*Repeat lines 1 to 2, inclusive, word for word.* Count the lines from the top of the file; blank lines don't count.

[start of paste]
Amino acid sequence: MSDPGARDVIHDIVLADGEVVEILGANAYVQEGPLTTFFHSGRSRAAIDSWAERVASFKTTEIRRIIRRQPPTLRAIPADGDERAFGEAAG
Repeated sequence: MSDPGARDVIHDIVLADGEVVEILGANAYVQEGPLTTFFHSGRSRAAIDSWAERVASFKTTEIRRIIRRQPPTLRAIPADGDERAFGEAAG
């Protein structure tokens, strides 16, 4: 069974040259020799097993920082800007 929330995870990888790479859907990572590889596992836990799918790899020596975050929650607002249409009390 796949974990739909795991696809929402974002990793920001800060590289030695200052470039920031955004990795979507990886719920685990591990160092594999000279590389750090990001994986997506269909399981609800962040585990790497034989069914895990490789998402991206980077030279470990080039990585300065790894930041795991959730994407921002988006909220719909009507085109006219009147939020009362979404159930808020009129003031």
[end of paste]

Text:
Amino acid sequence: MSDPGARDVIHDIVLADGEVVEILGANAYVQEGPLTTFFHSGRSRAAIDSWAERVASFKTTEIRRIIRRQPPTLRAIPADGDERAFGEAAG
Repeated sequence: MSDPGARDVIHDIVLADGEVVEILGANAYVQEGPLTTFFHSGRSRAAIDSWAERVASFKTTEIRRIIRRQPPTLRAIPADGDERAFGEAAG